When drivers get behind the wheel of their cars they find a growing issue; other drivers are becoming ruder, more aggressive and are causing more accidents. Surveys typically offer the following information:
It is useless for individual drivers to look any further for solutions than themselves. The only thing that is under a driver's control is his or her own driving behavior. While you can't predict what another driver is going to do, you can make a stronger effort to make the roads and streets safer.
Obey traffic lights, signs and road markings. All of these are important methods to control traffic and minimize accidents. Just try to figure out how much time you "save" by tailgating, lane changing and running traffic lights. If you save anything, it's seconds, not minutes. Also, if you are involved in an accident, you've just lost any time ever gained by risky driving. Insurance paperwork and accident reports can claim hours and days of your life. If time is important to you, then take the time to pay attention to the rules of the road.
You will also find it healthier and safer to avoid paranoia. The other drivers in the other cars and trucks are not out to get you. Don't take things personally since the silly things that happen in cars are usually mistaken or mindless, not malicious. Just relax and concentrate on your own driving. Yield right of way to others, stop for school buses, and watch for pedestrians and bicyclists. The more patient, respectful, and attentive drivers there are on the road, the better it will be…for all of us (and our insurance rates).
In part one of "Become a Better Driver," our advice was that the roads will be safer for all when, as individuals, we reject distractions and become more attentive while operating vehicles. That advice is quite solid. However, driving trends still show that, in recent years, accidents have been increasing, so many people are, literally, not paying attention.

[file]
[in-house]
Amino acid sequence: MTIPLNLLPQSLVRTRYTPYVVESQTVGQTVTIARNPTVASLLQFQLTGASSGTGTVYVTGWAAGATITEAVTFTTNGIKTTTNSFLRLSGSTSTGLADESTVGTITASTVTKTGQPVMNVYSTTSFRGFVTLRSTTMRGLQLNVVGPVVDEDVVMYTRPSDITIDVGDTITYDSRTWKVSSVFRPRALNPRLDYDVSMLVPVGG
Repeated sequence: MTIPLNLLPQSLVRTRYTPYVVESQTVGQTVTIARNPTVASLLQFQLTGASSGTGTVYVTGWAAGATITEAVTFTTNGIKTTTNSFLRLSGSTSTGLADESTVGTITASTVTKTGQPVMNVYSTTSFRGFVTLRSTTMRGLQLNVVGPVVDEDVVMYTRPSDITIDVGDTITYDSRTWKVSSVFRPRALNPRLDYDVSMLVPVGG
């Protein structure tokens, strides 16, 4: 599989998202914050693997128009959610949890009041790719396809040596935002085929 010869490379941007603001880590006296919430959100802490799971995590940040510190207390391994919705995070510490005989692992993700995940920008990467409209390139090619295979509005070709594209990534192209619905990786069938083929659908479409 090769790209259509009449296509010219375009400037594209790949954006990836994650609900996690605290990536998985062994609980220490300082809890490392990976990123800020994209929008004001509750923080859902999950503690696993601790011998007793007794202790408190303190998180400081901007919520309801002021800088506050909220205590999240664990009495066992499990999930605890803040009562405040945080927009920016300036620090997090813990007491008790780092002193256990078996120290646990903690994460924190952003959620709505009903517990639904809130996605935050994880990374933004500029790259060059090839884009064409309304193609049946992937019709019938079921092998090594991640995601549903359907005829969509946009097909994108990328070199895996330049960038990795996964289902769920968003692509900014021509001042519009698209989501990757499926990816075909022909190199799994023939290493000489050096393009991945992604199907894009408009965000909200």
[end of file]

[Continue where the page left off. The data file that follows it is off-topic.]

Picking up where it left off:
A major reason for our growing vehicle safety problems are the growth of distractions, primarily those caused by smart phone use. Driving Safety and authorities continue to warn us, but our use of smart phones has become so popular that they are routinely causing dangerous behavior by both drivers and pedestrians.
In such times, it makes sense to take greater steps to keep yourself safe on our roadways. Building on the base behaviors that make you a safer driver, you must consider the strategy, embracing defensive driving. The chief element of defensive driving is to assume that outside forces are actively working to endanger you, therefore you have to shift your driving behavior us a notch from attentive to vigilant.
A method for defensive vehicle operation comes from a paper titled SPIDER: A Framework for Understanding Driver Distraction. It was written by David Strayer, D. and Fisher, D. and appeared in University of Massachusetts, Amherst. Human Factors, Vol. 58, No. 1, February 2016.
In that paper, SPIDER is an acronym that provide guidance in how to behave while behind the wheel. More specifically, while driving you should also be:
This can be an effective approach that recognizes and mitigates the driving danger that others create by their distracted behavior. Actively assuming that others may be distracted allows you to take extra precautions when approaching intersections or when dealing with pedestrians.
So take more responsibility for your own safety while driving. Be attentive and be defensive.